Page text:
The problem is a lack of compelling stories and an overemphasis in the film indiustry on technical issues, production schemes, distribution etc. which makes the actual stories being made pale into insignificance compared to machinations of the industry required to get anything made.
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#16 Mark Williams

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Posted 24 February 2007 - 12:13 PM

Yeah yeah, I get your not so subtle sub-text. (FYI, the slaughterhouse reference is one "b" and two "ts".)

Again, you DON'T need an army of pros, they fail as often as the small budget semi-pros. They just do it in more spectacular fashion.

R,

Sorry richard I didnt mean to cause offence. I dont know if your making a horror movie BUT good luck with it if you are.. My feeling is many horror films are made because its something that can often be done cheaply.. Nothing wrong with that.. I never meant to imply that horror films are inferior although I cant stand zombie movies or anything to gory either. And yes your right many big films do fail but the big films usually have higher production values even if they flop.. All things being equal a good story with higher production values should do better than a good film with lower production values and sometimes those bad or cheap values can be so obvious they can take away from a good story.. But really Im stating the obvious here.
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#17 Mark Williams

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Posted 24 February 2007 - 12:34 PM

Well the budget for my feature is going to be £10K.

Which is, by any measure, a stretched shoestring.

But seriously, I think film budgets are generally too high. Considering the level of enthusiasts willing to work for a pittance we could have a filmmaking renaissance if there was financing available in the £10K-£100K range.

The problem is a lack of compelling stories and an overemphasis in the film indiustry on technical issues, production schemes, distribution etc. which makes the actual stories being made pale into insignificance compared to machinations of the industry required to get anything made.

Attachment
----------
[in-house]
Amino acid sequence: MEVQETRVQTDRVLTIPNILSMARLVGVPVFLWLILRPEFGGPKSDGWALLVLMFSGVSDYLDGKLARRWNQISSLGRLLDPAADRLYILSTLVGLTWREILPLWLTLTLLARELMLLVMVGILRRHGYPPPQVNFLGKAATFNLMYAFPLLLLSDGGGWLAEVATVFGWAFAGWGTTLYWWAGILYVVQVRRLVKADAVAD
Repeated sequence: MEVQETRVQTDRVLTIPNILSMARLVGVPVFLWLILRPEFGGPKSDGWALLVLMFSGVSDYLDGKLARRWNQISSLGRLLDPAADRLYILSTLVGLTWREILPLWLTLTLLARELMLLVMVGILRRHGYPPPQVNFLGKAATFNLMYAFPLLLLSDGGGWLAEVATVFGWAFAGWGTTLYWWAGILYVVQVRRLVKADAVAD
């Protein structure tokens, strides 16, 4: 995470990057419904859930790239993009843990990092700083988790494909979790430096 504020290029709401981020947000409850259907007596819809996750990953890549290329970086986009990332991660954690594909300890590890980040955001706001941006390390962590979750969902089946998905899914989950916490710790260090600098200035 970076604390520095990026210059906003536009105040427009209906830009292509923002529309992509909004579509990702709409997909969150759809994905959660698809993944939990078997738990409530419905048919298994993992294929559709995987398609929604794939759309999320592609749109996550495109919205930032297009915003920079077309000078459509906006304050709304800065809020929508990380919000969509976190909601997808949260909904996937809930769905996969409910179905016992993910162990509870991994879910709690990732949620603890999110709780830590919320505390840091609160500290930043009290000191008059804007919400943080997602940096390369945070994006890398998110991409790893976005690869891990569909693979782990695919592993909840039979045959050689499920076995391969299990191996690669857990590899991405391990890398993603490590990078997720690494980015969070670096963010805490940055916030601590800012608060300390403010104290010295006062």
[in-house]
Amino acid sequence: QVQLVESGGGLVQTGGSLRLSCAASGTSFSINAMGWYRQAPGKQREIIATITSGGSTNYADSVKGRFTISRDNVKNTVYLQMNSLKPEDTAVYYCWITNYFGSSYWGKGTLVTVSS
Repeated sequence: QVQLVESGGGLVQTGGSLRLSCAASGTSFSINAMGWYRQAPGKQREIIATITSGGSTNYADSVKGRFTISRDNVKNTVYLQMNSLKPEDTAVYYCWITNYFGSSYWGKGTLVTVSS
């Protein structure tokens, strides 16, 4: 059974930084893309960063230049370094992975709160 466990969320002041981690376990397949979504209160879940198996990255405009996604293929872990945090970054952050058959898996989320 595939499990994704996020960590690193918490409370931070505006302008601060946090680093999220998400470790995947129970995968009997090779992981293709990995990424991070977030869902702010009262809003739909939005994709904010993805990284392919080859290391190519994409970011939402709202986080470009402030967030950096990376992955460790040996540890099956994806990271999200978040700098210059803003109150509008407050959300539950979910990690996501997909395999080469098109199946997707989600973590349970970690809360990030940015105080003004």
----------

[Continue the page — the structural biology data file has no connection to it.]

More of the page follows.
Well 10K Wont go far not even enough to cover film costs if you went that route OR perhaps your using HDV or DV for a feature? I dont know if that would even be viable? HDV? Using the new canon XLH1 OR XH G1 that outputs HD But even then youd need to capture this and have a computer to edit it and with the 1/3 chips it would have to much dof you would need something like a redrock micro although I guess you could make a feature using DV only and a redrock micro to decrease dof.. hmmm unless your not counting the cost of equipment? or film? Perhaps the money is for sets stunts actors who would all have to work for free? A good composer? Music ? I guess if the film was made using stuff to hand and some of the amazingly free locations. I guess 10k could go a long way.. Personally though to find actors who would work for free and be up to the job would be quite difficult. Let alone all the other trades.. Best of luck.. My estimate for a feature film to get it ready for a DI and everything free basic and simple would be a stretch at £30k
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#18 NathanCoombs

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Posted 24 February 2007 - 01:36 PM

Well 10K Wont go far not even enough to cover film costs if you went that route OR perhaps your using HDV or DV for a feature? I dont know if that would even be viable? HDV? Using the new canon XLH1 OR XH G1 that outputs HD But even then youd need to capture this and have a computer to edit it and with the 1/3 chips it would have to much dof you would need something like a redrock micro although I guess you could make a feature using DV only and a redrock micro to decrease dof.. hmmm unless your not counting the cost of equipment? or film? Perhaps the money is for sets stunts actors who would all have to work for free? A good composer? Music ? I guess if the film was made using stuff to hand and some of the amazingly free locations. I guess 10k could go a long way.. Personally though to find actors who would work for free and be up to the job would be quite difficult. Let alone all the other trades.. Best of luck.. My estimate for a feature film to get it ready for a DI and everything free basic and simple would be a stretch at £30k


1) Using HDV is definately an option. As is shooting super-16 with only a stright to best-light DV transfer at a cheap post house in the USA. Tight shooting ratio and Fuji deal.